My wife and I have had an ongoing debate about the merits of investing in the two markets. She favours property (although the only property investment we have is freehold ownership of the house we occupy) and I favour shares where we presently have a 5-10 year savings plan plus various superannuation plans that provide flexibility in being able to swap to different investment areas.My wife is keen on negative gearing a unit or house, but I would rather stick with the share market.I would welcome comments from your personal experience as to whether, over the recent 5-10 year period, property or shares has provided the greatest return for a private investor.
What you are asking for is investment advice - this is the doyen of investment advisors.Your biggest problem is the you need to disclose to your adviser the income earnt - (relative to tax minimisation plans that you are seeking and serviceability of any loans) - whether PAYE, contractors or self employed (to determine maximum superannuation contributions that are tax deductible) - employer (to gauge wage structure and whether salary packaging relevant) - children (to ascertain future education costs) - cash flow (to ascertain when he can charge his fees).Negative gearing is legal in this country (only country in OPEC nations that it is) however through history one learns that one has to have all other debts paid out first and the structure of the investments (tenants - in - common etal) and borrowings have to be structured to the main income source.Do yourselves a favour and work out your cash flow - assets and liabilities - goals etal first, then visit an investment adviser.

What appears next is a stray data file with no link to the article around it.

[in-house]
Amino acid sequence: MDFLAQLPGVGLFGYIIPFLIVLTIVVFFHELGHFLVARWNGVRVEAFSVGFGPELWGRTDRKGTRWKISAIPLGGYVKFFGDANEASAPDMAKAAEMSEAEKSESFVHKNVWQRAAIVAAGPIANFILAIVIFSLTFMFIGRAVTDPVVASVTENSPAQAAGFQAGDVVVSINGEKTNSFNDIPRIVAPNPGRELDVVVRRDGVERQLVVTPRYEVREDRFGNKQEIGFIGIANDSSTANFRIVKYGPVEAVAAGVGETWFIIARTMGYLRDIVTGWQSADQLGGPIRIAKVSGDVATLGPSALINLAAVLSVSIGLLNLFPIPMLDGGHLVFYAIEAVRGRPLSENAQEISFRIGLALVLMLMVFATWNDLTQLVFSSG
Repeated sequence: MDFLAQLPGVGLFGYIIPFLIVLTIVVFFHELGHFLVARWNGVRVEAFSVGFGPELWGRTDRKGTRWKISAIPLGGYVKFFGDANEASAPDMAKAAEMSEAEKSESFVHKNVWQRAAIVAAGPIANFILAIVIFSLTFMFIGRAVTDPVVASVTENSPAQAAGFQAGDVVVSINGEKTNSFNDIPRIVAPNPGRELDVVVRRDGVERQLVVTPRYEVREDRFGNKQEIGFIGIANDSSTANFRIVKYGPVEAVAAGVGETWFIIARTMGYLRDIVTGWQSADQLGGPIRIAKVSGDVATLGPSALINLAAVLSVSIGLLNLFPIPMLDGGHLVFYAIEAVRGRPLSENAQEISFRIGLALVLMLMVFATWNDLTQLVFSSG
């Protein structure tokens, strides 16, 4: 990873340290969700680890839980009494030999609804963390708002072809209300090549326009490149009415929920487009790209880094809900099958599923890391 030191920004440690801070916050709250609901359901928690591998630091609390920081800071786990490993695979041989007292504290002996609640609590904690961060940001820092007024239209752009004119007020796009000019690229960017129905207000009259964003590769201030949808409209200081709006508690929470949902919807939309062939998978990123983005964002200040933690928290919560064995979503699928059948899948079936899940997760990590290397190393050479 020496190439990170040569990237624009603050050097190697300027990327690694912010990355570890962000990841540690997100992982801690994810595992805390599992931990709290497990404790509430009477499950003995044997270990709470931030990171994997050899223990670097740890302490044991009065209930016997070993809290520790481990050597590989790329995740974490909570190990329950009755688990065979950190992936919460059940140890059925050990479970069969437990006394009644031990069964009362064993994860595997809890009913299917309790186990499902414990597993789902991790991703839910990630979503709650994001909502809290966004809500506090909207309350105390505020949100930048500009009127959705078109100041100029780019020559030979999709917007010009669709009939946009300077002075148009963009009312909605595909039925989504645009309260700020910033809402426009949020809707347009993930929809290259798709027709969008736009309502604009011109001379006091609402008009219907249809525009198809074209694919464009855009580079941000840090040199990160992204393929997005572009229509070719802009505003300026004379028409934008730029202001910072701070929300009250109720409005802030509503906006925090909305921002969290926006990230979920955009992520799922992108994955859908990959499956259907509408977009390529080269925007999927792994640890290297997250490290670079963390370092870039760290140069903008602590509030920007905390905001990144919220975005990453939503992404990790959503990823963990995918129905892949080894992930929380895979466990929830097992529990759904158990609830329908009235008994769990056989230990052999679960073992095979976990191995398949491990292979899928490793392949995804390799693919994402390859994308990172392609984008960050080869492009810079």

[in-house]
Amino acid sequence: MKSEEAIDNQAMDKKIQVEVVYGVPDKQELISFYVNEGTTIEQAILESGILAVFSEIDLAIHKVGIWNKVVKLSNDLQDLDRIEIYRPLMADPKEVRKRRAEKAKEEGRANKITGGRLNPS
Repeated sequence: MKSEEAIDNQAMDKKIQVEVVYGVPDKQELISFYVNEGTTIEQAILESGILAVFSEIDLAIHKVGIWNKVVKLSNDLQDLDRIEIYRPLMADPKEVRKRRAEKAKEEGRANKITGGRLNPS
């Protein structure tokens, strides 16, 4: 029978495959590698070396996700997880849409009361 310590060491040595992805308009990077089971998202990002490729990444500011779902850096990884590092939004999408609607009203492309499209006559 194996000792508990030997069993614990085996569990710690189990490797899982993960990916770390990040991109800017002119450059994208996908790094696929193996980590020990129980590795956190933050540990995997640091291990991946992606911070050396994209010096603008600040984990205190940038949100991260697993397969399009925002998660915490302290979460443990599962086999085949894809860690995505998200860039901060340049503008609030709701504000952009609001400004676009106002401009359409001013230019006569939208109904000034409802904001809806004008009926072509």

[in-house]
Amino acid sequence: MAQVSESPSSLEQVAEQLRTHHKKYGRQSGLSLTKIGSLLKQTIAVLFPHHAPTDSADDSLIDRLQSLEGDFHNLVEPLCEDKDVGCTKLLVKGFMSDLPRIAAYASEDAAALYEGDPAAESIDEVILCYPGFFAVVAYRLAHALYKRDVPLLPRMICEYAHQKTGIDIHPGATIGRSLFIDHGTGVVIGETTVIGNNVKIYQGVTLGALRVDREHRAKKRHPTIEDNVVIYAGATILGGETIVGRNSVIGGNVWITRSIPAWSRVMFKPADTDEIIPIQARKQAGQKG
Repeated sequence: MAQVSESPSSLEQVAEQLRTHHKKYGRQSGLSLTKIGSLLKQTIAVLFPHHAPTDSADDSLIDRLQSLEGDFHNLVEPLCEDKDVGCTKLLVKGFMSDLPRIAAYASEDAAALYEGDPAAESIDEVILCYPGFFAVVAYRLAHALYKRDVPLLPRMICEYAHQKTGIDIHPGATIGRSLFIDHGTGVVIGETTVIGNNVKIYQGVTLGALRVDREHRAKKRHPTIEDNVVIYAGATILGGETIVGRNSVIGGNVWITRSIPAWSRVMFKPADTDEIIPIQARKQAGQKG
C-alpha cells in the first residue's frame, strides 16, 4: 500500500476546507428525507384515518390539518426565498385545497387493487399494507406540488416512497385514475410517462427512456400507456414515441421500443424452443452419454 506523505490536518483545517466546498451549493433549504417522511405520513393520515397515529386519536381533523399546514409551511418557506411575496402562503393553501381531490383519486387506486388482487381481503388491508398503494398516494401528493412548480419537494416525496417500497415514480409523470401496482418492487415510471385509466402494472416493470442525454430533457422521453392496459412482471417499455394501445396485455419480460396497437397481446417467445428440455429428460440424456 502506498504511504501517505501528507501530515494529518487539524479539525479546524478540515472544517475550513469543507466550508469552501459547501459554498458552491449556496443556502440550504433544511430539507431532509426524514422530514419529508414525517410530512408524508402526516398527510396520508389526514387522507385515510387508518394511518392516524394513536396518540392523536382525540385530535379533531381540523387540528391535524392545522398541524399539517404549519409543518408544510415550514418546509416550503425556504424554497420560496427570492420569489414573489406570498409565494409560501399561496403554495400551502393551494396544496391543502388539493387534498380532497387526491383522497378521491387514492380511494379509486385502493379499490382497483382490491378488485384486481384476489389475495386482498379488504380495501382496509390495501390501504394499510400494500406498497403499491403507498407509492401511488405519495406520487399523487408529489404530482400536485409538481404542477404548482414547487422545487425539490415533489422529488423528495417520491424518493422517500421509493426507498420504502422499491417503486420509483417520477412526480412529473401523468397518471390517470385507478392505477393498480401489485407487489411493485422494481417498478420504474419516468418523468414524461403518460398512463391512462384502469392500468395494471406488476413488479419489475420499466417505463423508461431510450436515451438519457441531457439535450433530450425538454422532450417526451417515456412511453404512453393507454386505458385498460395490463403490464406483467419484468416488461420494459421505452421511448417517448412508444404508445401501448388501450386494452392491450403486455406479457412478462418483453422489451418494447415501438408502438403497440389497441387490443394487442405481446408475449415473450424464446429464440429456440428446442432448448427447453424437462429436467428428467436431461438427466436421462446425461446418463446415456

I couldn't agree more with this excellent answer.I also have had similar discussions with my wife recently...and we have gone right off DIRECT property investment in a BIG way...mainly because of several very practical reasons.With computers/internet direct investment in the share market is getting easier and easier (have you read Motley Fool's Investment guide!), where as it seems to me direct property investment is only going to get MORE difficult...consider tenant hastles, oversupply of appartments in the major cities, then you throw in the GST over the top of this, not to mention the recent changes which drop capital gains tax inflation indexation (since when has direct propery investments consistantly risen more than inflation...then you've got the buy/sell costs.. commisions to agents etc which seem to be only going Up(don't forget GST)..whilst share investment costs are going DOWN eg with internet brokers .The biggest factor in our decisions favouring shares though were again practical ones...liquidity and diversification. You pick a bad couple of stocks.. and I've had a few!..what the hell, your only down a few thosand bucks and you can get your money out quickly and move on.. buy the wrong property (discover white ants, tenants from hell, senile body corporates, block of flats goes up next door just after you purchase..etc, etc,) and you've exposed a much larger portion of your total wealth to ONE bad investment decision.Don't forget like me you are probably all ready over exposed to the property market via your home investment.Now I'm no investment advisor, nor share market guru, nor does the stockmarket seem a bargain right now, but to me direct property investment would be potentially a real hastle.If you want to invest in property..have you considered listed property trusts?
I agree. My wife and I tried being landlords a few years ago. Never again. Any investor considering it should have a long talk to an experienced landlord (not a property broker) before committing themselves.
I'll put my two cents in here. My wife and I invest in both property and shares. For the following reasons:1) The two have very different cycles. When shares are in a bear mode the property market takes off (i.e. probably soon). 2) Property and shares over the long term have very similar (average) returns but...2) The real beauty of residential property is that banks (or other lenders) will bend over backwards to lend you money (up to 90%) so the leverage effect is much better.But it is the same old story for both. You have to know what you are buying and continue to learn about the market.There are some hassles with finding a good managing agent but checking out a few agents and keeping a close eye on them we haven't had any problems.Altough the share market is a hell of a lot more interesting!!!Burnso.
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